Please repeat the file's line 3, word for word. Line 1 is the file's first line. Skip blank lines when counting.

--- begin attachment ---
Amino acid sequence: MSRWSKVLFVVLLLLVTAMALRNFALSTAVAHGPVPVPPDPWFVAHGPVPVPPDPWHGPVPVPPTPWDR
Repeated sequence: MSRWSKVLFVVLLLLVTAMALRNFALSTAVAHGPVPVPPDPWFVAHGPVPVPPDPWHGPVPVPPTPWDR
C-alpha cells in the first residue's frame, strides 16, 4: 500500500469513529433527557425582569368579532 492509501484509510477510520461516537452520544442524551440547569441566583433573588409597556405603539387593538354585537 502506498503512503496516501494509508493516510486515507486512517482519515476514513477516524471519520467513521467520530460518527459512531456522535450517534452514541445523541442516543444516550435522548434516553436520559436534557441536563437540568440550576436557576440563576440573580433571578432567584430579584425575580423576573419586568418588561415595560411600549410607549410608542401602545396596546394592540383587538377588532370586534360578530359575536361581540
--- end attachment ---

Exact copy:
C-alpha cells in the first residue's frame, strides 16, 4: 500500500469513529433527557425582569368579532 492509501484509510477510520461516537452520544442524551440547569441566583433573588409597556405603539387593538354585537 502506498503512503496516501494509508493516510486515507486512517482519515476514513477516524471519520467513521467520530460518527459512531456522535450517534452514541445523541442516543444516550435522548434516553436520559436534557441536563437540568440550576436557576440563576440573580433571578432567584430579584425575580423576573419586568418588561415595560411600549410607549410608542401602545396596546394592540383587538377588532370586534360578530359575536361581540